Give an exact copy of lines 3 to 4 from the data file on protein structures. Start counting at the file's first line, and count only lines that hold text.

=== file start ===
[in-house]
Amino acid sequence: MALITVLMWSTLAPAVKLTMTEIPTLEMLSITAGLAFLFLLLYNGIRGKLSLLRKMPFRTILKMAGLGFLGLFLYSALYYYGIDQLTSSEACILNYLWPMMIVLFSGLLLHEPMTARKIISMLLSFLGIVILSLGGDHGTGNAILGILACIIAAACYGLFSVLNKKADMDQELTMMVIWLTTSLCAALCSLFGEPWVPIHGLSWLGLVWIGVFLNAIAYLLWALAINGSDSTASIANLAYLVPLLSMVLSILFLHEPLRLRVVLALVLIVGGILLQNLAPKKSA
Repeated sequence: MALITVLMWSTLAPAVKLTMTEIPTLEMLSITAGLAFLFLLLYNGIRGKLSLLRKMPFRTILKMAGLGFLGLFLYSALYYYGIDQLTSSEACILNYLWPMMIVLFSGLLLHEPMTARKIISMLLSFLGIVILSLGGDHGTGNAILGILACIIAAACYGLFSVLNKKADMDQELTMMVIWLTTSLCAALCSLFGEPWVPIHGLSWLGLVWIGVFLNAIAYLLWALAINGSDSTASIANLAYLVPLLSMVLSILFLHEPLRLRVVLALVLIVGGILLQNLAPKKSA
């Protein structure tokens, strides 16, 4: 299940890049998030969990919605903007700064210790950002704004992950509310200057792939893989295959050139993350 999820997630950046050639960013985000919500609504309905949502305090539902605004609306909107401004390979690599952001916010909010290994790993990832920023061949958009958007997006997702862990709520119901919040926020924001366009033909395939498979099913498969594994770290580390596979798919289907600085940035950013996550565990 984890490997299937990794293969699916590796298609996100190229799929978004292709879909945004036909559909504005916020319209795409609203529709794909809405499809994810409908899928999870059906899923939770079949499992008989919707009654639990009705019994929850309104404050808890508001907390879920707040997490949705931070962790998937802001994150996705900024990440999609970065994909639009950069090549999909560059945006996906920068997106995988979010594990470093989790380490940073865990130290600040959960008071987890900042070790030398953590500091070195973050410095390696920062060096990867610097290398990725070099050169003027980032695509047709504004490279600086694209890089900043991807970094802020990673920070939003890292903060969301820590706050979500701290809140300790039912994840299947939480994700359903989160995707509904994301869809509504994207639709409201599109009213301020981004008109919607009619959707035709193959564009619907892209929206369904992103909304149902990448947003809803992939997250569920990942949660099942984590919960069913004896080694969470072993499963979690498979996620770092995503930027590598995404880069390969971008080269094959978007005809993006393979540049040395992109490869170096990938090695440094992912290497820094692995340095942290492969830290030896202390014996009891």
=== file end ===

Repeated sequence: MALITVLMWSTLAPAVKLTMTEIPTLEMLSITAGLAFLFLLLYNGIRGKLSLLRKMPFRTILKMAGLGFLGLFLYSALYYYGIDQLTSSEACILNYLWPMMIVLFSGLLLHEPMTARKIISMLLSFLGIVILSLGGDHGTGNAILGILACIIAAACYGLFSVLNKKADMDQELTMMVIWLTTSLCAALCSLFGEPWVPIHGLSWLGLVWIGVFLNAIAYLLWALAINGSDSTASIANLAYLVPLLSMVLSILFLHEPLRLRVVLALVLIVGGILLQNLAPKKSA
């Protein structure tokens, strides 16, 4: 299940890049998030969990919605903007700064210790950002704004992950509310200057792939893989295959050139993350 999820997630950046050639960013985000919500609504309905949502305090539902605004609306909107401004390979690599952001916010909010290994790993990832920023061949958009958007997006997702862990709520119901919040926020924001366009033909395939498979099913498969594994770290580390596979798919289907600085940035950013996550565990 984890490997299937990794293969699916590796298609996100190229799929978004292709879909945004036909559909504005916020319209795409609203529709794909809405499809994810409908899928999870059906899923939770079949499992008989919707009654639990009705019994929850309104404050808890508001907390879920707040997490949705931070962790998937802001994150996705900024990440999609970065994909639009950069090549999909560059945006996906920068997106995988979010594990470093989790380490940073865990130290600040959960008071987890900042070790030398953590500091070195973050410095390696920062060096990867610097290398990725070099050169003027980032695509047709504004490279600086694209890089900043991807970094802020990673920070939003890292903060969301820590706050979500701290809140300790039912994840299947939480994700359903989160995707509904994301869809509504994207639709409201599109009213301020981004008109919607009619959707035709193959564009619907892209929206369904992103909304149902990448947003809803992939997250569920990942949660099942984590919960069913004896080694969470072993499963979690498979996620770092995503930027590598995404880069390969971008080269094959978007005809993006393979540049040395992109490869170096990938090695440094992912290497820094692995340095942290492969830290030896202390014996009891």